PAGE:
53. As of August of 1991, Roberto Lozza had sold his remaining shares in Lozza SpA to Walter DeRigo. Mr. DeRigo, or companies controlled by him, owned all of the outstanding shares of SpA. *fn3"

 ADDITIONAL FINDINGS OF FACT

 On the basis of evidence presented to the court by way of testimony taken on March 16, 1992 and information contained in the Joint Exhibits of the parties numbered consecutively 1 through 113, contained in volumes numbered I through VIII, which are made a part of the record in this case, the court finds as follows:

 54. After execution of the March 31, 1987 agreement (Exhibit 9) and until the end of 1988 the defendant Lozza SpA shipped eyeglass frames to Lozza (USA) which were properly marked in accordance with the March 31, 1987 agreement.

 55. Commencing at the end of 1988, however, and continuing through 1989 and into 1990, Lozza SpA shipped eyeglass frames to Lozza (USA) which were imprinted with the words "Lozza Frame Italy" on the temple tip and "Lozza" on the sample glass/plastic of the lens. These markings were inconsistent with the March 31, 1987 agreement which required Lozza (USA) to use the name "Lozza (USA)" on eyeglass frames and on packaging and advertisements as well as setting forth in the packaging and advertisements that it ("Lozza (USA)") is the exclusive distributor of goods manufactured by the Italian company Lozza SpA.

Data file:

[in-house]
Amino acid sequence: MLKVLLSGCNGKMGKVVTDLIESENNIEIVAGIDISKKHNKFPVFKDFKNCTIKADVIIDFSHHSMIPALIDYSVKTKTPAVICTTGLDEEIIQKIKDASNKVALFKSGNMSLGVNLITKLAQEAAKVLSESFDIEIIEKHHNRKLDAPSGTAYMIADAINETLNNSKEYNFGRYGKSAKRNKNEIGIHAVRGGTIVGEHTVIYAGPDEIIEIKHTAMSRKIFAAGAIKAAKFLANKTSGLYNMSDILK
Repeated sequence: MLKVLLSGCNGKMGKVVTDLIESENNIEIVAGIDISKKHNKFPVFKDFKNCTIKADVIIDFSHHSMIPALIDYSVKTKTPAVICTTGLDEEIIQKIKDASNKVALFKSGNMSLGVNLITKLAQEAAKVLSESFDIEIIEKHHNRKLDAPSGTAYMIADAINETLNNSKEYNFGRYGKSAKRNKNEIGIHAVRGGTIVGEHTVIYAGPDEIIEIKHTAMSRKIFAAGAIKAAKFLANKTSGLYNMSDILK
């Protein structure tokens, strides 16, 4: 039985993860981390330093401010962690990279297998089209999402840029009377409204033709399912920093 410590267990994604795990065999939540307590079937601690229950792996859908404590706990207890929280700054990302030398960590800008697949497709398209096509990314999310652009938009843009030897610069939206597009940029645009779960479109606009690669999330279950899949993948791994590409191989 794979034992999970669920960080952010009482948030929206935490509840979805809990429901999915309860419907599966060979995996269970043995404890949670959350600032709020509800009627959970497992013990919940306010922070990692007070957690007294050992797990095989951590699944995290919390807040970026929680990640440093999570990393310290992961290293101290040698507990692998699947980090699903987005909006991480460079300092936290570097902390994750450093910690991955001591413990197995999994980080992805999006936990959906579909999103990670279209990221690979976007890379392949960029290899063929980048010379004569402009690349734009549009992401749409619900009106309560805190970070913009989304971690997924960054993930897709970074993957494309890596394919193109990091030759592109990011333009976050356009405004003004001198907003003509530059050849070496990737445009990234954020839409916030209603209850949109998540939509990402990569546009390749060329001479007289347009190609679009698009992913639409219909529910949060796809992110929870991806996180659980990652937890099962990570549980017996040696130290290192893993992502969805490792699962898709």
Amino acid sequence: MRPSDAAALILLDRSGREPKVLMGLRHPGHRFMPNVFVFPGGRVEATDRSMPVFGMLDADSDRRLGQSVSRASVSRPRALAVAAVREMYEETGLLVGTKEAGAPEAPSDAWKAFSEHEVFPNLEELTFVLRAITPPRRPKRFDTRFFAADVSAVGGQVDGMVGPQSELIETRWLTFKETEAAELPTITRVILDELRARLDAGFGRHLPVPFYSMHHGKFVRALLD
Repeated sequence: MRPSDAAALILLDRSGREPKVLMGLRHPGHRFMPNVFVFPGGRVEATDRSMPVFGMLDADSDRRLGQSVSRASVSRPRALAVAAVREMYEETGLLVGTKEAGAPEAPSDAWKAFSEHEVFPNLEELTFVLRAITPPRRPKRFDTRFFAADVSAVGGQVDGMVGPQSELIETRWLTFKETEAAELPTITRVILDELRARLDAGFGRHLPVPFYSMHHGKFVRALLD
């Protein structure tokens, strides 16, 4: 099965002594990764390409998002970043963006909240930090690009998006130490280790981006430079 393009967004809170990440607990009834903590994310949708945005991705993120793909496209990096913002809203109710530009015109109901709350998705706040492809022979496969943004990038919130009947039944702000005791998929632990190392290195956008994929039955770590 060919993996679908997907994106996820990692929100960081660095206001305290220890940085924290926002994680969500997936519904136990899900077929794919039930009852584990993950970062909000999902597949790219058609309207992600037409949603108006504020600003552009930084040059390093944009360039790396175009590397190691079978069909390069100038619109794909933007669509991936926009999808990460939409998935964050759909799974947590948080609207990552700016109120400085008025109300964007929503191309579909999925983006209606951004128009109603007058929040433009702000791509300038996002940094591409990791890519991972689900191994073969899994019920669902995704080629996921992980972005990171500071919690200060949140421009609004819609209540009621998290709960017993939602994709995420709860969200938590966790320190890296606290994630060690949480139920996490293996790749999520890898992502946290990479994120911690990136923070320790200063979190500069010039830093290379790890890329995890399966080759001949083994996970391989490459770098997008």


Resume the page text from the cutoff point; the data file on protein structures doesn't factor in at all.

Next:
56. The actual quantities of frames shipped from Lozza SpA to Lozza (USA) during the period from 1986 through 1990 including the labeling of the frames year by year is set forth in Exhibit 67. Exhibit 67 shows for each year from 1986 through 1990 the number of frames shipped, those which were marked "Lozza (USA)" and those which were marked only "Lozza" during 1988, 1989 and 1990, the latter category being those which were labeled inconsistent with the requirements of the March 31, 1987 agreement. The court specifically finds that Exhibit 67 is an accurate reproduction of the facts which occurred. It indicates that during the years 1988 through 1990, 130,543 frames were shipped; of those 24,722 were improperly labeled since they bore only the name "Lozza" as opposed to "Lozza (USA)". This represents nearly 19% of the frames shipped during the 1988, 1989 and 1990 time period.